Has education led to secularization? Based on the study of compulsory education law in China
Yinhe Liang and
China Economic Review, 2019, vol. 54, issue C, 324-336
Has education led to secularization? Using microdata from the Chinese General Social Survey (CGSS), we take the implementation of the Compulsory Education Law (CEL) in 1986 in China as the instrumental variables (IV) for personal educational attainment. We study the causal effect of education on personal religious beliefs and explore the potential mechanisms. The empirical results show that education can lead to secularization. More precisely, individual religious belief decreases by 1.5% with one additional year of personal education. In addition, the increase in regional urbanization significantly affects religious beliefs by replacing the insurance function of religion and reducing information acquisition costs. Moreover, there is an alternative relationship between religious activities and social activities, and women affected by the CEL experience a higher negative impact on religious beliefs than men.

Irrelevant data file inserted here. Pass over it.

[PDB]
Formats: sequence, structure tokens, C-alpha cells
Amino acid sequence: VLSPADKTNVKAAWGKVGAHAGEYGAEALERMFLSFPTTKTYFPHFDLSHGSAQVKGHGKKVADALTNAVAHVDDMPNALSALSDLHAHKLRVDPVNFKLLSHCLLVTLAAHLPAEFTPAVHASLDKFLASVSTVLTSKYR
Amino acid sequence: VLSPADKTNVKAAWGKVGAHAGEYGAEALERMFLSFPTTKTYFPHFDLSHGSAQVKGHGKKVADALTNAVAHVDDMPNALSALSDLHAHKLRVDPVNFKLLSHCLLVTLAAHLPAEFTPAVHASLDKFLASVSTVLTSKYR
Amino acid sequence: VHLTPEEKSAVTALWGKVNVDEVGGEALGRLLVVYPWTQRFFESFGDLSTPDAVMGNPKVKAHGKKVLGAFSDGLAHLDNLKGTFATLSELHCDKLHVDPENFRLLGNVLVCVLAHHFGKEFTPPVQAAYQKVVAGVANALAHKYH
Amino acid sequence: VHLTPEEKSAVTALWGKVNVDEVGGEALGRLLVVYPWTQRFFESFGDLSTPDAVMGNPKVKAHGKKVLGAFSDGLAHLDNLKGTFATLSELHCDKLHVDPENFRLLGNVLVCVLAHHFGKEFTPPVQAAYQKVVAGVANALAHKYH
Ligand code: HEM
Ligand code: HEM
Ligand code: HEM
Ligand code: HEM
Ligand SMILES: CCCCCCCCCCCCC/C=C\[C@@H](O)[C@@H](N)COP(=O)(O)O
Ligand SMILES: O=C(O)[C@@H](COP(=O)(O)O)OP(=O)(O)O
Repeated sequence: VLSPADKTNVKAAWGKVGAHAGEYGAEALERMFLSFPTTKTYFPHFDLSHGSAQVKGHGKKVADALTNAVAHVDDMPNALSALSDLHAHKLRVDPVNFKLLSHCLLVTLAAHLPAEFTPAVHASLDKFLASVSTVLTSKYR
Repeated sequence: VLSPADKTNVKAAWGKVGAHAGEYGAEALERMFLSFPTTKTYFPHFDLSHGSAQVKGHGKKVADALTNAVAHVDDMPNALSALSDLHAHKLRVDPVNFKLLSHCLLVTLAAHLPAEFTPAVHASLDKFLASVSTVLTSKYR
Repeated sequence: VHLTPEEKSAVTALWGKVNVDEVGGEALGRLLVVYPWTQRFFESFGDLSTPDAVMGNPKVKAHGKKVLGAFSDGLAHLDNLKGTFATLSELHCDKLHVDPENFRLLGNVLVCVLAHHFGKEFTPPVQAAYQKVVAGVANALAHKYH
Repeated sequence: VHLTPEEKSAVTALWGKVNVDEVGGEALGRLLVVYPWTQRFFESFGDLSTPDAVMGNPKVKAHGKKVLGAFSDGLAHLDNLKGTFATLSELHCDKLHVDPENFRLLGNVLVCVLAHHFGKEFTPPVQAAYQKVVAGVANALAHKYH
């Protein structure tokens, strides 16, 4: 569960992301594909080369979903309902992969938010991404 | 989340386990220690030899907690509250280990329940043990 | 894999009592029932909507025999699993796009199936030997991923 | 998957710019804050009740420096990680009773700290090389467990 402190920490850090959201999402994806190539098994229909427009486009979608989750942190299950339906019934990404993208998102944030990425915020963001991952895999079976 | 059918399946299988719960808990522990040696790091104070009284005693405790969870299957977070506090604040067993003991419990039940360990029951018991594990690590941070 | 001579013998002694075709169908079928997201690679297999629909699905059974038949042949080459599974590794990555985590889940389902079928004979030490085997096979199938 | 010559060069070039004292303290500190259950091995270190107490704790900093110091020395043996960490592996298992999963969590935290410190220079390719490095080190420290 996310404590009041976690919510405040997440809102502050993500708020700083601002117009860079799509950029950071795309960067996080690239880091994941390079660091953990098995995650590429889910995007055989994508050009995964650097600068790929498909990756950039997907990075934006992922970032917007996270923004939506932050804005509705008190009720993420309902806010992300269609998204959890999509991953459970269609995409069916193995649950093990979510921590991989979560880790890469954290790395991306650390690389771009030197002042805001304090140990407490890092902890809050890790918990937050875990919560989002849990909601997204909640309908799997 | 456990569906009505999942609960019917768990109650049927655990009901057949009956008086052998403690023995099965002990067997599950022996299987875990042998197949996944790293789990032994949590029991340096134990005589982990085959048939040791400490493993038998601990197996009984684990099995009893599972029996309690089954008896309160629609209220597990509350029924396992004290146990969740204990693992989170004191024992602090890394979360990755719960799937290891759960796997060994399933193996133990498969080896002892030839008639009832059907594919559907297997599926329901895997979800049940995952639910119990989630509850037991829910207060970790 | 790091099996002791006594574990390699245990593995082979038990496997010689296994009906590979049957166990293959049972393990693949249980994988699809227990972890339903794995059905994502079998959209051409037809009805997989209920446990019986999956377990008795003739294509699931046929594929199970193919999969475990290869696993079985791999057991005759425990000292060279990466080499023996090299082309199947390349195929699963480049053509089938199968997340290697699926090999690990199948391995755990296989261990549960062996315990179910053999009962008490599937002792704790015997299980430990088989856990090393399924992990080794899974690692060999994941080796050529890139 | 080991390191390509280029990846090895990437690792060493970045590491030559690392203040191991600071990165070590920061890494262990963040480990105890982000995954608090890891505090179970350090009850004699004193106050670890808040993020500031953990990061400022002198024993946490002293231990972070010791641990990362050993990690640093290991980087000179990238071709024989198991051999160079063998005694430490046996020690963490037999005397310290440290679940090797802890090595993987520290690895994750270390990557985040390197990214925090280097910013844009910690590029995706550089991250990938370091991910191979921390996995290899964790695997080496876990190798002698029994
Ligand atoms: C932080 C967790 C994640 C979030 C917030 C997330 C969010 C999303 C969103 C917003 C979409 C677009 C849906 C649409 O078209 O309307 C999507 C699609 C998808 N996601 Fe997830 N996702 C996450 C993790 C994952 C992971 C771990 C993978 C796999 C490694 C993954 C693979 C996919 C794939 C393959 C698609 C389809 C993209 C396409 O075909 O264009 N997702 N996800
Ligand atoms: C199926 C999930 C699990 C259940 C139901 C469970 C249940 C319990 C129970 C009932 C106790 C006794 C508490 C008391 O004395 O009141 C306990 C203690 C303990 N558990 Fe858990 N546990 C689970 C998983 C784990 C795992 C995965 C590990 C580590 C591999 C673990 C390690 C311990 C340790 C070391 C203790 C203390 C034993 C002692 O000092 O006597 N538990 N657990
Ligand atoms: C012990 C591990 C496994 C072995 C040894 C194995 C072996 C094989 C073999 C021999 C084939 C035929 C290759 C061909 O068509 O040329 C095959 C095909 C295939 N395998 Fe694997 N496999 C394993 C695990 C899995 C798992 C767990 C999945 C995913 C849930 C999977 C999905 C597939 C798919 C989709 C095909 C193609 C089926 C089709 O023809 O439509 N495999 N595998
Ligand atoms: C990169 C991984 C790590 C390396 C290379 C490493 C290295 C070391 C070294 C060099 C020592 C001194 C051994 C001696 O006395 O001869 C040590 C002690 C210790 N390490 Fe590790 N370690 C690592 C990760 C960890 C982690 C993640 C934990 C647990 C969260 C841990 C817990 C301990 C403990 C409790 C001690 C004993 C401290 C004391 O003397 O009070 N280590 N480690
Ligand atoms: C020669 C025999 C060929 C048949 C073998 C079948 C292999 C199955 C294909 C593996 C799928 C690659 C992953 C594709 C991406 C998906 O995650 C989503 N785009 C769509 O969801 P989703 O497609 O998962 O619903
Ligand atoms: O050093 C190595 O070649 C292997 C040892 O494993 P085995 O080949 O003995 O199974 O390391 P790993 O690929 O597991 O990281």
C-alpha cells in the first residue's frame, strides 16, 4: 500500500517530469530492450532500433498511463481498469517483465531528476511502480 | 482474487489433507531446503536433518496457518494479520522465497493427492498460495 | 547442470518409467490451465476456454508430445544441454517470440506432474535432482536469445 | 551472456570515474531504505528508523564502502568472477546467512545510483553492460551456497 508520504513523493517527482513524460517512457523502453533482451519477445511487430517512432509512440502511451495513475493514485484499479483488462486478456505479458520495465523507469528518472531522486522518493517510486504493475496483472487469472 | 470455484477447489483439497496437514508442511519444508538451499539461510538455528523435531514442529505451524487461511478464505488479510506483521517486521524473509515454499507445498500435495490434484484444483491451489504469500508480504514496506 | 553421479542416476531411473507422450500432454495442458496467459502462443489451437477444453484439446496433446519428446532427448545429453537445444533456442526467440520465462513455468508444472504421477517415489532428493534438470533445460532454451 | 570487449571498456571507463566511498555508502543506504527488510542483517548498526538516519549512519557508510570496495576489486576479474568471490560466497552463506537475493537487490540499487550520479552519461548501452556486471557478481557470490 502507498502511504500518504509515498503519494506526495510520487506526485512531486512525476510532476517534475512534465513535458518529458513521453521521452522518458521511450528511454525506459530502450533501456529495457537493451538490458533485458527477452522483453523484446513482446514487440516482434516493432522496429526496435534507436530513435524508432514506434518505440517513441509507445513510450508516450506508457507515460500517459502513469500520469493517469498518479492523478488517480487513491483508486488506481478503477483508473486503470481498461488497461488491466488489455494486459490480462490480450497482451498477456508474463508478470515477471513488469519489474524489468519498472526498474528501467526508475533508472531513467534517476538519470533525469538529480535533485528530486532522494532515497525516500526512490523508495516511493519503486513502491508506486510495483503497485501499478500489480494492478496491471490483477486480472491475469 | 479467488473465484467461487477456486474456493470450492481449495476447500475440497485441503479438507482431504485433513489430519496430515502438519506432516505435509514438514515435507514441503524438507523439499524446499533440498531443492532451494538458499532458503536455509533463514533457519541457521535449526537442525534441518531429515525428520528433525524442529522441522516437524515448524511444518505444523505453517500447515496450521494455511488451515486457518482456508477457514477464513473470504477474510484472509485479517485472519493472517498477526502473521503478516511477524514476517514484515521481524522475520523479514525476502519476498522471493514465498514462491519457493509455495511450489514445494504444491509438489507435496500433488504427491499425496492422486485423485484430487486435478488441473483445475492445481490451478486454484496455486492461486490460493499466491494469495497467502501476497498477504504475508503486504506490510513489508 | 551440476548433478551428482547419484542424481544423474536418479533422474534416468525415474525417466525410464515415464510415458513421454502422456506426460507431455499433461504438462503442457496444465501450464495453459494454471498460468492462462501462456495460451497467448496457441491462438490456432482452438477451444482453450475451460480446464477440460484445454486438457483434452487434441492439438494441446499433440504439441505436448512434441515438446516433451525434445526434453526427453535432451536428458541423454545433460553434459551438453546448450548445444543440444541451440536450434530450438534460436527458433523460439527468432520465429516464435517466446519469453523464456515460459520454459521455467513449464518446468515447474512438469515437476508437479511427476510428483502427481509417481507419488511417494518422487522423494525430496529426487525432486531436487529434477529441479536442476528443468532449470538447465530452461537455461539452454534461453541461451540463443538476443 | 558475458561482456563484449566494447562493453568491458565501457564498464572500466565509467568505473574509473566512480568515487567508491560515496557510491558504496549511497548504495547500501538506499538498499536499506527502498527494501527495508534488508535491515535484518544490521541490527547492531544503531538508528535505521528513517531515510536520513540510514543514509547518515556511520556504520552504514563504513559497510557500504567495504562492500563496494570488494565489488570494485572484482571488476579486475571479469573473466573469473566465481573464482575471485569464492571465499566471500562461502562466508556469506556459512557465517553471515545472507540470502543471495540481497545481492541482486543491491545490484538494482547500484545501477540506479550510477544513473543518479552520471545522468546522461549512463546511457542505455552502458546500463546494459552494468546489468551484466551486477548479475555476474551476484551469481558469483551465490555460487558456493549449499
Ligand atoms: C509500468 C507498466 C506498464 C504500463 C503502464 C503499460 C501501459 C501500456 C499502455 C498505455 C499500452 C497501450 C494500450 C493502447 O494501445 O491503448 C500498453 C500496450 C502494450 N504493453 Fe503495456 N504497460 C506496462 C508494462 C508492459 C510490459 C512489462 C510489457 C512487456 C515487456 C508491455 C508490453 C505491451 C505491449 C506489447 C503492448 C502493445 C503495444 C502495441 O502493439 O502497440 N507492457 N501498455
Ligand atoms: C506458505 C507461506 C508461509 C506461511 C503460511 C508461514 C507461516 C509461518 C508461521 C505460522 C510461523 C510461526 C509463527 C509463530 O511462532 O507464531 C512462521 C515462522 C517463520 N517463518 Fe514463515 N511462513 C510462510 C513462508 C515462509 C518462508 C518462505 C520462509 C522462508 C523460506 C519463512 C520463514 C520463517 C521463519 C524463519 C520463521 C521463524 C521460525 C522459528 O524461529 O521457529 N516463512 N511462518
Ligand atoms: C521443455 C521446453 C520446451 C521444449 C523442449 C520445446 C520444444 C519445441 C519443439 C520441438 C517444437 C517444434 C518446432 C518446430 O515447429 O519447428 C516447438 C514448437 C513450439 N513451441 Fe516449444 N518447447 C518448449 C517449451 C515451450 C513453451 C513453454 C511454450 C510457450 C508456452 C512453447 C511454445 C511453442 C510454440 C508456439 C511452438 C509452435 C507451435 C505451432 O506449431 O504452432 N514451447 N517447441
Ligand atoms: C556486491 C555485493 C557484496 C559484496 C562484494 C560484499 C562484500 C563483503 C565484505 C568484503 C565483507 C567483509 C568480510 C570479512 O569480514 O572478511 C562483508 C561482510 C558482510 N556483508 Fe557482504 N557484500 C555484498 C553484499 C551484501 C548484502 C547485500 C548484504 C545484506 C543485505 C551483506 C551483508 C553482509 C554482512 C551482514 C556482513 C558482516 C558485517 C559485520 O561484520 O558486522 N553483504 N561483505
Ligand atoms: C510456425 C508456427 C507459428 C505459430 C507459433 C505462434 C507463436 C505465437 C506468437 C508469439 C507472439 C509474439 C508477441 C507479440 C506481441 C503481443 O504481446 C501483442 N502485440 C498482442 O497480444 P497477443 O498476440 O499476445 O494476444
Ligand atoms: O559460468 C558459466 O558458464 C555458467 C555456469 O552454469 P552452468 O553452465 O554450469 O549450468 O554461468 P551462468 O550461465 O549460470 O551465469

Keywords: Education; Secularization; Religious belief; Instrumental variables; CEL (search for similar items in EconPapers)
References: View references in EconPapers View complete reference list from CitEc
Citations: Track citations by RSS feed
Downloads: (external link)
Full text for ScienceDirect subscribers only
This item may be available elsewhere in EconPapers: Search for items with the same title.
Export reference: BibTeX
RIS (EndNote, ProCite, RefMan)
Persistent link: https://EconPapers.repec.org/RePEc:eee:chieco:v:54:y:2019:i:c:p:324-336
Access Statistics for this article
China Economic Review is currently edited by B.M. Fleisher, K. X. D. Huang, M.E. Lovely, Y. Wen, X. Zhang and X. Zhu
More articles in China Economic Review from Elsevier
Bibliographic data for series maintained by Dana Niculescu ().